Energy Efficiency: Key to Economic Security & Ecological Security
In a continuing series of blogs on climate change in honour of the Bali negotiations, this one looks at energy efficiency. The graph above shows the relative efficiency of economies in terms of energy inputs.
You can see that Canada is the most inefficient economy of the G8. The only economies that are more inefficient than us are Iceland, Kuwait and UAE – the United Arab Eremites – countries we’d never benchmark against.
We consume roughly the same amount of energy per person as the US but produce 20% less GDP for energy input. You can see a similar graph to this at http://www.vjel.org/journal/VJEL10041.html
A Cautionary Tale
In the first oil crisis of 1973, the price of oil quadrupled in 18 months. Japan which is dependent on 100% foreign oil imports, realized the incredible vulnerability of it’s economy – and began the most aggressive energy efficiency program in Japan’s and the world’s history.
The net result was that Japan’s heavy industries – such as petrochemical, cement, pulp and paper and steel – were able to significantly improve their energy efficiency – in some cases by as much as 35%. This was staggering. See graph below:
In the case of the steel industry – which is staggeringly energy intensive – Japanese steel makers by 1987 were 41% more energy efficient than their American counterparts. And the result? 230,000 American steelmakers lost their jobs over the next decade because US steel companies were the most energy inefficient in the world (of the major players) and no longer financially competitive.
So was energy inefficiency an advantage or a huge liability waiting to be exposed as energy prices spiked?
As the most energy inefficient economy among the G8, Canada has a huge opportunity to radically improve the energy efficiency of its' heavy industry. Failing to do so creates a ticking time bomb in terms of inevitable job loss. Becoming the most energy efficient economy globally would create hundreds of thousands of new jobs in Canada and insulate our economy from job loss as the price of oil will inevitably spike because we are entering or have already entered the time of peak oil.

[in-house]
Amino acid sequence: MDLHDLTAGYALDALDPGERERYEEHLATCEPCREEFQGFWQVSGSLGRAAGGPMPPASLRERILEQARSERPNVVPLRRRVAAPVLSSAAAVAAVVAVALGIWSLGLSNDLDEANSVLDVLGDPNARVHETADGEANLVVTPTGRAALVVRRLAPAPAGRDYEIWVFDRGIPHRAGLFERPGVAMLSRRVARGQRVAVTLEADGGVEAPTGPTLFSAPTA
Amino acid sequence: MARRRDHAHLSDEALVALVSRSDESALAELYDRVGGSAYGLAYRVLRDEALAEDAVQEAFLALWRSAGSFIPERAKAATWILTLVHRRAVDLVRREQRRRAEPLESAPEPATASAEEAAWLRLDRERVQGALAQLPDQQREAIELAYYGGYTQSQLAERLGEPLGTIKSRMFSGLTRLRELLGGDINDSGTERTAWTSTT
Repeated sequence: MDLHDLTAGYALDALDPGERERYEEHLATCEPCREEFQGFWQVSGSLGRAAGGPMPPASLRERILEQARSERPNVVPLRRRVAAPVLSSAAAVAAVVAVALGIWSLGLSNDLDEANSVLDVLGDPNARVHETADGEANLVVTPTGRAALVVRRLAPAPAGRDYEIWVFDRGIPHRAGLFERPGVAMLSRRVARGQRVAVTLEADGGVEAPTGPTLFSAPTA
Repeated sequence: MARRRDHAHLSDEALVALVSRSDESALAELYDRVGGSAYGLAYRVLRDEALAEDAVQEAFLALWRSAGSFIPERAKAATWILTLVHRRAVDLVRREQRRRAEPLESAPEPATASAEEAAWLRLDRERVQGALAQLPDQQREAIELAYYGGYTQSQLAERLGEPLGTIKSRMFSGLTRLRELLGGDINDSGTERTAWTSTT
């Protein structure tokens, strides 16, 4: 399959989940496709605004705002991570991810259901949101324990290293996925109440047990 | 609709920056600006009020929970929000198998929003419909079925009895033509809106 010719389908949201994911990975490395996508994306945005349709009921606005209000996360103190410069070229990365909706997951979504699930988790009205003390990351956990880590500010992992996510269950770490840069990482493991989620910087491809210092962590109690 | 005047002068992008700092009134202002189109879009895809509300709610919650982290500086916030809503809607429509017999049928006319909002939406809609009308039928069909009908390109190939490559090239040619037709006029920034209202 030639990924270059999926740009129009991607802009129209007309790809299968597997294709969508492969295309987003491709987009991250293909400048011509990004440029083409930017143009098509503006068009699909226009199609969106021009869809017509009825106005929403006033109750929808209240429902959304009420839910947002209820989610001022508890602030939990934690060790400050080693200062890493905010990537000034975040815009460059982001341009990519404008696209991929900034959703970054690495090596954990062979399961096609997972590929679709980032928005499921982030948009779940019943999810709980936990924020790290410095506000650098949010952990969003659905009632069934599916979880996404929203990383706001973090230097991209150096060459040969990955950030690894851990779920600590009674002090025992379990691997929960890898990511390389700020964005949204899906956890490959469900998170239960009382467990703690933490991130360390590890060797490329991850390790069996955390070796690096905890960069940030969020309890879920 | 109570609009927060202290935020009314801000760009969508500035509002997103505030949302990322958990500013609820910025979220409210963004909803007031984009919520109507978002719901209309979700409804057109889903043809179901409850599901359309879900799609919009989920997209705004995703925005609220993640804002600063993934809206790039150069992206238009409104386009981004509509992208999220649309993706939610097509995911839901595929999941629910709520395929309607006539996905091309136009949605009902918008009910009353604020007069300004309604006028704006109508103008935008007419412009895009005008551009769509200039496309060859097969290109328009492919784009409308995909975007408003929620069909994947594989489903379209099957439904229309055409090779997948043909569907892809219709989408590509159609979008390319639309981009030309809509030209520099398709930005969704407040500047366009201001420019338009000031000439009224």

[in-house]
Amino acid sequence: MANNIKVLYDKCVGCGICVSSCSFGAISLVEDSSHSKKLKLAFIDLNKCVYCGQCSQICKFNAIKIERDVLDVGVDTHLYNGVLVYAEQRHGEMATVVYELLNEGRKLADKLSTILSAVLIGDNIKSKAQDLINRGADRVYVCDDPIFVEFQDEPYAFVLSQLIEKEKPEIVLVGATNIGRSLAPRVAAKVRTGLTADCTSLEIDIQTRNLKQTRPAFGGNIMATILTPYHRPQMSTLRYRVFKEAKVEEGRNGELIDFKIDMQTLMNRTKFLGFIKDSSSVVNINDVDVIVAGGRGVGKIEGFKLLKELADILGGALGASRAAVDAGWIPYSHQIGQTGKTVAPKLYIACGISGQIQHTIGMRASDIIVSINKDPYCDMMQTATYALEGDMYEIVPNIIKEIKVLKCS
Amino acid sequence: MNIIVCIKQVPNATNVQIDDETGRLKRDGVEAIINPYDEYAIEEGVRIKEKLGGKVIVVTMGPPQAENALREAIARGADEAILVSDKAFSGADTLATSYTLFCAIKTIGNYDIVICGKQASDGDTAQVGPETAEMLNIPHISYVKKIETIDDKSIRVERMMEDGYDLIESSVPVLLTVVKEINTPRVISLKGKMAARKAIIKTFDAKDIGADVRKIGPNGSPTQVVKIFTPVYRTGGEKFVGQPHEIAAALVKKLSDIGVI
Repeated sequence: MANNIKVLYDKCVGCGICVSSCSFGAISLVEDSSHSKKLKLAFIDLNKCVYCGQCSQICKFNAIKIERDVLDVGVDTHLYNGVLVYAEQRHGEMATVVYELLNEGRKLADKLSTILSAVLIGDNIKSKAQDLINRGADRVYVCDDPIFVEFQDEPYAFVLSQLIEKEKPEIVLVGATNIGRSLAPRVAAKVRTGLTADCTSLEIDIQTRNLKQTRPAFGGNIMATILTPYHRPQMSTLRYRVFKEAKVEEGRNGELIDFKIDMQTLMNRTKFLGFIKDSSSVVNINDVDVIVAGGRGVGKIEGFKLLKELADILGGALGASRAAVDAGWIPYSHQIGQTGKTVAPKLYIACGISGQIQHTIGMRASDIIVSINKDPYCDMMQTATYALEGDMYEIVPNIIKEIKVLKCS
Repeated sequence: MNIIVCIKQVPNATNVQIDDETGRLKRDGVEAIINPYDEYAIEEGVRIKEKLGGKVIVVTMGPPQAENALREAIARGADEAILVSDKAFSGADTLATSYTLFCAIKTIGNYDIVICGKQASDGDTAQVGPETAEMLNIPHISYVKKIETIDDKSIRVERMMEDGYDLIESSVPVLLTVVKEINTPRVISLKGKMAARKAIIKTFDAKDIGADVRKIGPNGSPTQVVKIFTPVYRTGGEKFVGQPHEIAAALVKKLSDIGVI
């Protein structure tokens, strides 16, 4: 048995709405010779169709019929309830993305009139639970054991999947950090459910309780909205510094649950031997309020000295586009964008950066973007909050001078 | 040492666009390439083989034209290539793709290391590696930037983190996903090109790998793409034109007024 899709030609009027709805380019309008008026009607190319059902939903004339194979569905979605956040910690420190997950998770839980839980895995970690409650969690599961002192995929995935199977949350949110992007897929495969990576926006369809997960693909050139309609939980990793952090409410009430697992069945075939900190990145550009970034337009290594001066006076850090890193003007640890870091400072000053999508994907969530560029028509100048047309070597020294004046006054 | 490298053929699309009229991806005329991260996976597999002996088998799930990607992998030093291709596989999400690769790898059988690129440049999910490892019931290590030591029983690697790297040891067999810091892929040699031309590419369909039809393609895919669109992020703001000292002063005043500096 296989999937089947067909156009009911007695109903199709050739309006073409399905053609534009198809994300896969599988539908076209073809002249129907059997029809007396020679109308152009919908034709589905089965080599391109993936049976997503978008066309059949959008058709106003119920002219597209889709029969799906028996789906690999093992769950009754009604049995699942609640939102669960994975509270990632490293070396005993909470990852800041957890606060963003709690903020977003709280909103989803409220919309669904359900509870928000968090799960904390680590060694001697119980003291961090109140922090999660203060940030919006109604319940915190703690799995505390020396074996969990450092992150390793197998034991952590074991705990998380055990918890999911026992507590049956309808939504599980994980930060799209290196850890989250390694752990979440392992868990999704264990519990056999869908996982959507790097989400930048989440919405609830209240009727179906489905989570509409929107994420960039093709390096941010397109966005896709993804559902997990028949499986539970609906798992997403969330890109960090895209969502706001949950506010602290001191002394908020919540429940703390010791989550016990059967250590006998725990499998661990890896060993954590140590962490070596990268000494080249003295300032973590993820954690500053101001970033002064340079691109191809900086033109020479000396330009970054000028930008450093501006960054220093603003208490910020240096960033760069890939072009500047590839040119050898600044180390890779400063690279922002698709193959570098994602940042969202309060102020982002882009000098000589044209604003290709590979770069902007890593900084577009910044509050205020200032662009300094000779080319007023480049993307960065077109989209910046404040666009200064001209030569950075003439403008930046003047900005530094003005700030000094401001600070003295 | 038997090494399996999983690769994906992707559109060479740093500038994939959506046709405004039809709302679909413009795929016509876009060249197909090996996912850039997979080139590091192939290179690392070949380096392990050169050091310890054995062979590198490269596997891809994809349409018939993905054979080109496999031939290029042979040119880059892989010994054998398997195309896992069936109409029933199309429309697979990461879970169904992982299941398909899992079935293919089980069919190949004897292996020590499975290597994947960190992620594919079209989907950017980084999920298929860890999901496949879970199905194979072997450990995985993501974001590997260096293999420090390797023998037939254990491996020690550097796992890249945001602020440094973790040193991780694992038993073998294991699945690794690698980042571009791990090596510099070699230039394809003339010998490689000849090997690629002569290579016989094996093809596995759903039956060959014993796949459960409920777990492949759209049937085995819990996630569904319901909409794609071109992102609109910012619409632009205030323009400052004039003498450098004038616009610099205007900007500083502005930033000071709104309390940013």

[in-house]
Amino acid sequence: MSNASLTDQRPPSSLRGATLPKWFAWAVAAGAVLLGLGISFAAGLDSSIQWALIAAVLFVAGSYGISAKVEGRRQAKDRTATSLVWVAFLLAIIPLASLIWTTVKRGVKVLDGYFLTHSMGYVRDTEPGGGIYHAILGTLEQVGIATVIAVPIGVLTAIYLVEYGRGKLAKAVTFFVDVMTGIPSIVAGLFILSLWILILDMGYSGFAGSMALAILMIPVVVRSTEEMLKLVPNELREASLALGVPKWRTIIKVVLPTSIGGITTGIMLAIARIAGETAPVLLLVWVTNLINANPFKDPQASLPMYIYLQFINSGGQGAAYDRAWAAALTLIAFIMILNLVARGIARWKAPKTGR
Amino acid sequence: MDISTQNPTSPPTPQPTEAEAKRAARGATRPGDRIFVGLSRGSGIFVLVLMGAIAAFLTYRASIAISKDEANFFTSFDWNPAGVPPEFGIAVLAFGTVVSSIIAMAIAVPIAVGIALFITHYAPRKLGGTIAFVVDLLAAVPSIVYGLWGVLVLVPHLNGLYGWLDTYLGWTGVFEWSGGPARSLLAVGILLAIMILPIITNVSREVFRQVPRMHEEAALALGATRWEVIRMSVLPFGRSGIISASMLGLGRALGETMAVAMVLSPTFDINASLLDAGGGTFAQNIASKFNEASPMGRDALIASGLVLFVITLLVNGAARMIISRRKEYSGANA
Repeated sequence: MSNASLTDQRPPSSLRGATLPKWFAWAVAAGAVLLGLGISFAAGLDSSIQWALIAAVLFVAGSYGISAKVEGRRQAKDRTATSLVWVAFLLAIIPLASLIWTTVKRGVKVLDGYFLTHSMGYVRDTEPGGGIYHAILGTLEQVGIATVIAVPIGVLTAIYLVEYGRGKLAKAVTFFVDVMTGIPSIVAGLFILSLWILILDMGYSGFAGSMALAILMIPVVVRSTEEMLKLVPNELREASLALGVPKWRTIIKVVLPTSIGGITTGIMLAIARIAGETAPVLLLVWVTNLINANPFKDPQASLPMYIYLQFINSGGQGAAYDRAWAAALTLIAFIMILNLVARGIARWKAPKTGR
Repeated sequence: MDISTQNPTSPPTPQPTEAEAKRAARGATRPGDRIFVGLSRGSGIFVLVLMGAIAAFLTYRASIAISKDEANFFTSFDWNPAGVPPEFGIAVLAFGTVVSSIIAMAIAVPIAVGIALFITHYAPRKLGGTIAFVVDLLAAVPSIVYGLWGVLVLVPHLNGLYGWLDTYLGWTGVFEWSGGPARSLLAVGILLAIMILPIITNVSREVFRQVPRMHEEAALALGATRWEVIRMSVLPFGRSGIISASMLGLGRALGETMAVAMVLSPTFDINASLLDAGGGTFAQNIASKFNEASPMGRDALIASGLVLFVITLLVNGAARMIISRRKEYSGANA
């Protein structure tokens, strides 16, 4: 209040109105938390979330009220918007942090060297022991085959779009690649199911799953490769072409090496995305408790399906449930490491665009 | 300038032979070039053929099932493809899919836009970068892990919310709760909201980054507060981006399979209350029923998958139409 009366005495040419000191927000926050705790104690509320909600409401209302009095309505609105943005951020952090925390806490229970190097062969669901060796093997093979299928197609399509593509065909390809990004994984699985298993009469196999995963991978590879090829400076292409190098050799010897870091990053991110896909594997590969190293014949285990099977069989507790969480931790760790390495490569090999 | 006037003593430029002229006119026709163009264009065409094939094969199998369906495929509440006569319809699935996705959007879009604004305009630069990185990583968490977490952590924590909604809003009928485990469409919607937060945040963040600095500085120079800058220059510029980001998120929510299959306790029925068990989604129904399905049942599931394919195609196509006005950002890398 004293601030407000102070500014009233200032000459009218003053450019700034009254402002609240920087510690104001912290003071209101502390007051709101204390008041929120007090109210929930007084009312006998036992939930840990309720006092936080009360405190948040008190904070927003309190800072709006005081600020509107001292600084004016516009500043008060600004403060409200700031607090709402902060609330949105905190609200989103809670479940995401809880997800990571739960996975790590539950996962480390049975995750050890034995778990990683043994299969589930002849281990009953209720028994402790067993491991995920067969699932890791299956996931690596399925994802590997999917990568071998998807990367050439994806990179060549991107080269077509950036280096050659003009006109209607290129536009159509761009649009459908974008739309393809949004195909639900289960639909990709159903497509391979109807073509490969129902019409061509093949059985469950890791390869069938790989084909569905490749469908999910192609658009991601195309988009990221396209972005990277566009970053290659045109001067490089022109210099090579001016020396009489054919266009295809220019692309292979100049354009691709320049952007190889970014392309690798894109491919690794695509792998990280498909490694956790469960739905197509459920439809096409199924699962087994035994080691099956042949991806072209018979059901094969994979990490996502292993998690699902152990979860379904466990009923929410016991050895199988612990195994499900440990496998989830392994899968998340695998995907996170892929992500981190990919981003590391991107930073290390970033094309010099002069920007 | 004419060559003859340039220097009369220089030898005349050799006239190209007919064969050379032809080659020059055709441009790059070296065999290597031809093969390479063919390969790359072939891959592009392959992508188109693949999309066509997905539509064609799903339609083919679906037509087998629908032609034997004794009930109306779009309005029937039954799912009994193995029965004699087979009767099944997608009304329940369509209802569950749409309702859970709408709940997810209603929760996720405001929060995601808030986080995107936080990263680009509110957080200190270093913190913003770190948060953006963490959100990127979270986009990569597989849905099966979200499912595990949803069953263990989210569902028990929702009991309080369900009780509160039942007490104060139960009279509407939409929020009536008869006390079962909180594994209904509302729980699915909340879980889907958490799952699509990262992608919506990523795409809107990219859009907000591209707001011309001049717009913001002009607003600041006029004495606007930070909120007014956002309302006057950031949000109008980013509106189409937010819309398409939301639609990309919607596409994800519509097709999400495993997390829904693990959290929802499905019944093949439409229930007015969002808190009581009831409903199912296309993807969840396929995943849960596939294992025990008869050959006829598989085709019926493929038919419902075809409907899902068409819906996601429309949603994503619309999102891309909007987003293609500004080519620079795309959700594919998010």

When I was leader of the Green Party (2003-2006) I talked of $75 and $100 oil and some commentators thought that was crazy. But today if I begin talking about $150 a barrel oil and $200 a barrel oil are those same commentators going to laugh today?
In the case of GM, Ford and Chrysler – these companies have actively resisted government regulation (both in Canada and the US) to increase fuel efficiency. If instead they had embraced increased fuel efficiency their sales would not have plummeted as the price of oil has risen dramatically from roughly $10 a barrel in 1999 to almost $100 a barrel today.
So we need to become energy efficient not just for ecological reasons – such as meeting our Kyoto goals -- but for economic reasons.
In other words, dramatically improving energy efficiency (or radically reducing CO2 emissions) is not only the key to economic security but the key to ecological security.
The next blog will focus on why corporations are realizing that “green is green.”
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